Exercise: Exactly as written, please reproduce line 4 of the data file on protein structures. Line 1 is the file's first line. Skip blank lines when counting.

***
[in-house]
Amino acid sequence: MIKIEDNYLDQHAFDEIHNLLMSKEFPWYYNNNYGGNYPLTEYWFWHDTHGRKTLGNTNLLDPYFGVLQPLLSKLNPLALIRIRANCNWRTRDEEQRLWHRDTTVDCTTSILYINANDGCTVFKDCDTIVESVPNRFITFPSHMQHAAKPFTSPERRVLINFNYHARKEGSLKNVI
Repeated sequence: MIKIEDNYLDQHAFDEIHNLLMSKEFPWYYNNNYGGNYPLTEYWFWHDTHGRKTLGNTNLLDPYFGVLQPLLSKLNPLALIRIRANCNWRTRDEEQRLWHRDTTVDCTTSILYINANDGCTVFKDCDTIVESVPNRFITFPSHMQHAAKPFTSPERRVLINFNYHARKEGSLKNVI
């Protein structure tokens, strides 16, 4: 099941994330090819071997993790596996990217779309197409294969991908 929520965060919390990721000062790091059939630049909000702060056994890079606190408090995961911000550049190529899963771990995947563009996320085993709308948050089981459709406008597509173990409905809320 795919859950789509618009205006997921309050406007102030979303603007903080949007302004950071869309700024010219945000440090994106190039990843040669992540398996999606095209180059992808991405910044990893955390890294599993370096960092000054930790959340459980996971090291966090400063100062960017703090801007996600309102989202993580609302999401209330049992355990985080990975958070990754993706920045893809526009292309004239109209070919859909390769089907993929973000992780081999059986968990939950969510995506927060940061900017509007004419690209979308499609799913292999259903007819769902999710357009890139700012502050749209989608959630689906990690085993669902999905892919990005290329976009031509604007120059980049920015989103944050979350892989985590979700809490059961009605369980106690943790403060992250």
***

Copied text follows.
């Protein structure tokens, strides 16, 4: 099941994330090819071997993790596996990217779309197409294969991908 929520965060919390990721000062790091059939630049909000702060056994890079606190408090995961911000550049190529899963771990995947563009996320085993709308948050089981459709406008597509173990409905809320 795919859950789509618009205006997921309050406007102030979303603007903080949007302004950071869309700024010219945000440090994106190039990843040669992540398996999606095209180059992808991405910044990893955390890294599993370096960092000054930790959340459980996971090291966090400063100062960017703090801007996600309102989202993580609302999401209330049992355990985080990975958070990754993706920045893809526009292309004239109209070919859909390769089907993929973000992780081999059986968990939950969510995506927060940061900017509007004419690209979308499609799913292999259903007819769902999710357009890139700012502050749209989608959630689906990690085993669902999905892919990005290329976009031509604007120059980049920015989103944050979350892989985590979700809490059961009605369980106690943790403060992250």